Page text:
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The risk of addiction in family businesses

Psychotherapist Fiona Yassin
By Fiona Yassin

Addiction can be incredibly difficult to manage in any family dynamic, but when it shows up in a family business, the stakes are even higher.

But by understanding why and how addiction shows up in family businesses and learning the patterns of behaviour in individuals who misuse drugs and alcohol, families will be better equipped to support the addict out of their illness.

Why are young people in family businesses at a higher risk of addiction?
There’s a substantial amount of research around how and why addiction shows up in people of different socioeconomic classes. Education, parental education and income are known to be unique moderating factors in substance use and the growing rate of addiction. 

It’s also well documented that, although drug use trends and rates vary from year to year, substance abuse remains a persistent and pressing problem for many young adults. In fact, research shows that one-in-11 young adults is a heavy drinker, one-in-ten young adults has an alcohol-use disorder and one in seven young adults has a substance-use disorder.

Combine these two factors and we start to get an idea of why young people in affluent families are at a higher risk of addiction. But let’s dive deeper into the story.

For one thing, there is a huge amount of pressure for young members of family businesses to not just achieve in the moment but to continue the pattern of achievement that’s been built by the generations before them. If an individual has a family business and has acquired wealth built up over generations, there’s a pressure not just to look after what the family has built but to also increase that wealth and make sure it’s there for generations to come.

Frequently, when an individual is aware that substantial funds have been spent on them (for example, on their education or provided as a start-up investment), there’s a belief that they somehow need to protect that money and pay it back to the family. This is yet another layer of expectation to carry on one’s shoulders.

To complicate matters, we know that genetics and environment are very important in addiction - I’m often asked whether it is nature or nurture that drives addiction. The truth is, all nature becomes nurture because the environment changes the expression of genes and the expression of the way our brain development progresses - also called neurogenesis.

In addition, young people in ultra-high net worth families often have parents who demonstrate a more permissive parenting style. Now, there is no right or wrong way to parent, but this style of parenting does lend itself to a more tolerant attitude towards alcohol and drugs. Often young people in ultra-high-net-worth families are introduced to high levels of socialising with an integration of generations with drugs and alcohol at a much earlier age and with much more regularity than other families.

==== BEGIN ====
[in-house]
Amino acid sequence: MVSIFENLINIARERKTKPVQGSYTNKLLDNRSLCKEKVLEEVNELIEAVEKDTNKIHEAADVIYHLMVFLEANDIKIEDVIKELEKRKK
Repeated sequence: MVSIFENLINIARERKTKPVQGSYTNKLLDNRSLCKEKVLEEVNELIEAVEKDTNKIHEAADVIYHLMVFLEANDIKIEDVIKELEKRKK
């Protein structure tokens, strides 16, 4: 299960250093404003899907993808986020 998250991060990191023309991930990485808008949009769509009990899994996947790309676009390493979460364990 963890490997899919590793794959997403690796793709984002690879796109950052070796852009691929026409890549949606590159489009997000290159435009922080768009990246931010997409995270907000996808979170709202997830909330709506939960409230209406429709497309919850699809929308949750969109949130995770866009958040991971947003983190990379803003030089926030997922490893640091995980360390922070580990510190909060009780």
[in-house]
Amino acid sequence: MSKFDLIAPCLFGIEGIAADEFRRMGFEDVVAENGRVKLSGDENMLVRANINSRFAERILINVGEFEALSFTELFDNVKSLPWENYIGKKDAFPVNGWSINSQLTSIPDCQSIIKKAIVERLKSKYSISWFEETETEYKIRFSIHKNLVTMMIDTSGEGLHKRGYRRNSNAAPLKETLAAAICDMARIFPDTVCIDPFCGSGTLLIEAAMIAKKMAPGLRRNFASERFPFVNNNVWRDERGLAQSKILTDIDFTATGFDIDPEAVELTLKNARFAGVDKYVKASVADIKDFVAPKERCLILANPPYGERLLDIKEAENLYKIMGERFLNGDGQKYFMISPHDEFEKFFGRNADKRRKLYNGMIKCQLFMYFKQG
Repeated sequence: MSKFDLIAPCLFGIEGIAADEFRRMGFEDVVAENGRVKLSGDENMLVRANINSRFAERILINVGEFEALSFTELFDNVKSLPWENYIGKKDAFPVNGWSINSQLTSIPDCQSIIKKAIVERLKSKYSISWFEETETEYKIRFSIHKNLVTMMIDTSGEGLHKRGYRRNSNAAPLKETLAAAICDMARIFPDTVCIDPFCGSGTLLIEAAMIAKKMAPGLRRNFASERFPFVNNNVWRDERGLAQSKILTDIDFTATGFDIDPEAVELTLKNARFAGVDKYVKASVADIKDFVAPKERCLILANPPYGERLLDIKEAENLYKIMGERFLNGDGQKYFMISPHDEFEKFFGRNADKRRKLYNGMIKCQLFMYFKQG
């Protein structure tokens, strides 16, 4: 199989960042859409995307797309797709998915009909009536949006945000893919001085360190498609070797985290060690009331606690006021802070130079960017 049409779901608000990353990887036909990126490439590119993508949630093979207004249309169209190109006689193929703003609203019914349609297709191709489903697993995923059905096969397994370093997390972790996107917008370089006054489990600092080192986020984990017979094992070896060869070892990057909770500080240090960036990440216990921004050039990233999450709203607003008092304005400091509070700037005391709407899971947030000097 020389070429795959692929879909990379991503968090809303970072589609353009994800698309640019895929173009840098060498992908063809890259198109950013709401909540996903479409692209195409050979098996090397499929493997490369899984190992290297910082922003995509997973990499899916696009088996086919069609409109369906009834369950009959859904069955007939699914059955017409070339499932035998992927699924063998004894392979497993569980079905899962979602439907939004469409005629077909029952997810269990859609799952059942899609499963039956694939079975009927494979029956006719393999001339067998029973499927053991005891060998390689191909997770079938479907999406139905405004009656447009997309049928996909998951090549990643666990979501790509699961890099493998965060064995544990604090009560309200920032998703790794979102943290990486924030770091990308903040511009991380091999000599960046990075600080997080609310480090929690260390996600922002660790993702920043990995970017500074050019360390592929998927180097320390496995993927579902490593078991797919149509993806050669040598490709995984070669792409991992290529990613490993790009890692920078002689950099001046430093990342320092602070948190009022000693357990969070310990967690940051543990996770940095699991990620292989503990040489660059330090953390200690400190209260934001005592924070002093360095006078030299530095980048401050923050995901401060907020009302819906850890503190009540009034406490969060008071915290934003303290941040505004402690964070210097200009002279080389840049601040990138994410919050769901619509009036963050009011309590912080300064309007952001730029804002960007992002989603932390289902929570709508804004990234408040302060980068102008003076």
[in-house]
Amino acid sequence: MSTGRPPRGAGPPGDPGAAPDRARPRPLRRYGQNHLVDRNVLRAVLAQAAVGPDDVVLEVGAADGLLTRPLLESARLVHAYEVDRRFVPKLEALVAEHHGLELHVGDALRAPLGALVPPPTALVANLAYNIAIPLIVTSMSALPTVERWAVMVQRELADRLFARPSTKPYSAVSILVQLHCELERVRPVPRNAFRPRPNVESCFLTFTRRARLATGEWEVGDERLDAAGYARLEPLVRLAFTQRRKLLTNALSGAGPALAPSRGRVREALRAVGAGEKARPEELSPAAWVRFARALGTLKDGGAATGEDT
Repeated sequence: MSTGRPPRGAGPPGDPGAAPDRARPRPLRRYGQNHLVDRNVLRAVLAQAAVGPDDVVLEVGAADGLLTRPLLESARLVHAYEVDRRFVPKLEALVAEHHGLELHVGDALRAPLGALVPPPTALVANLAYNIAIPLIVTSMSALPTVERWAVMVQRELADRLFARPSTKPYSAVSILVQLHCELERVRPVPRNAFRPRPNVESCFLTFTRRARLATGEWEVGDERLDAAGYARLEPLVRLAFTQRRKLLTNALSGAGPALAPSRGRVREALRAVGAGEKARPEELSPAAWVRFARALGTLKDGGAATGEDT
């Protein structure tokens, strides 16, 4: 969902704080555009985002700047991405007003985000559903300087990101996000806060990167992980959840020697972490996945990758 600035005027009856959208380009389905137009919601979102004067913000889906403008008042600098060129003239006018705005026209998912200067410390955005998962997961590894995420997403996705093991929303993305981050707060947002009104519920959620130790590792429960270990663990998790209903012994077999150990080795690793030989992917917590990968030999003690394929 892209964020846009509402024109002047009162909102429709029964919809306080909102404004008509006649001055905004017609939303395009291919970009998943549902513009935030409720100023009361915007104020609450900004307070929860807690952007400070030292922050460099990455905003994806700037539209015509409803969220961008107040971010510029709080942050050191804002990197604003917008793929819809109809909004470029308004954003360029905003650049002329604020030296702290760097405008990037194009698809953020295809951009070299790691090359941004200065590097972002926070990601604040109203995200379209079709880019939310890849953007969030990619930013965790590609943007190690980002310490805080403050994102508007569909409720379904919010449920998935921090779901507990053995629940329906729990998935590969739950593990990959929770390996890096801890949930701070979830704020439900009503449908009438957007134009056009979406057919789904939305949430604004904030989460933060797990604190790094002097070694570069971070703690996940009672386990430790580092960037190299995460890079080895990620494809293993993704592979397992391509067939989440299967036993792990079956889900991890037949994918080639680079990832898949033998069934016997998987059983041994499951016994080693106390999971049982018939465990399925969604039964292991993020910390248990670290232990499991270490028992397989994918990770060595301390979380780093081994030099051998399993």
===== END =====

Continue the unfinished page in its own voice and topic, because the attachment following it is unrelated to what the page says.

It’s worth noting at this point that there is zero evidence that shows allowing children and young people to drink at home from an early age gives them a resilience to alcohol. In fact, it is quite the contrary. The earlier the children are exposed to alcohol and drugs, the earlier they are likely to experience problematic usage with those substances.

The unique set of challenges in a family business
We know that being a part of a family business brings a completely unique set of circumstances and one of the most problematic is choice. On the surface, having choice feels like the ideal - along with money, many people dream of the freedom and liberation that comes with choice.

However, it can be really challenging for young people to grow up in a family system where choice is abundant because young people’s brains are not yet developed and therefore, they do not have the capacity for higher order thinking and to make good choices. The pressure for a young person who has to make decisions in an adult world can sometimes become too much.

Those with a higher level of access to funds can become more predisposed to addiction because they have the freedom to make choices to engage in, and regularly immerse themselves in, situations that may be higher risk. Ultimately, this helps to normalise the use of substances like drugs and alcohol in a social setting.

As much as people perceive the ‘cocaine and champagne’ lifestyle to be about glamour and fun (that’s certainly what Hollywood has taught us anyway) the reality is that it’s none of those things when an individual moves through the revolving door of addiction.

No one starts off using alcohol and drugs thinking they are going to end up with an addiction. However, people do chase more of what they’ve enjoyed and can quickly see substances as a gateway to never-ending fun. The problem is that the individual then continues to chase the high, feeling they need to take more of the same thing in order to feel more of the same way - and that’s where the tolerance level begins to alter.

This helps to explain what creates cycles of addiction within families. When alcohol is served with every dinner, it may only be a small amount but the tolerance level gradually increases and an individual then seeks more to feel the same enjoyment they have before.

The individual and financial risk of addiction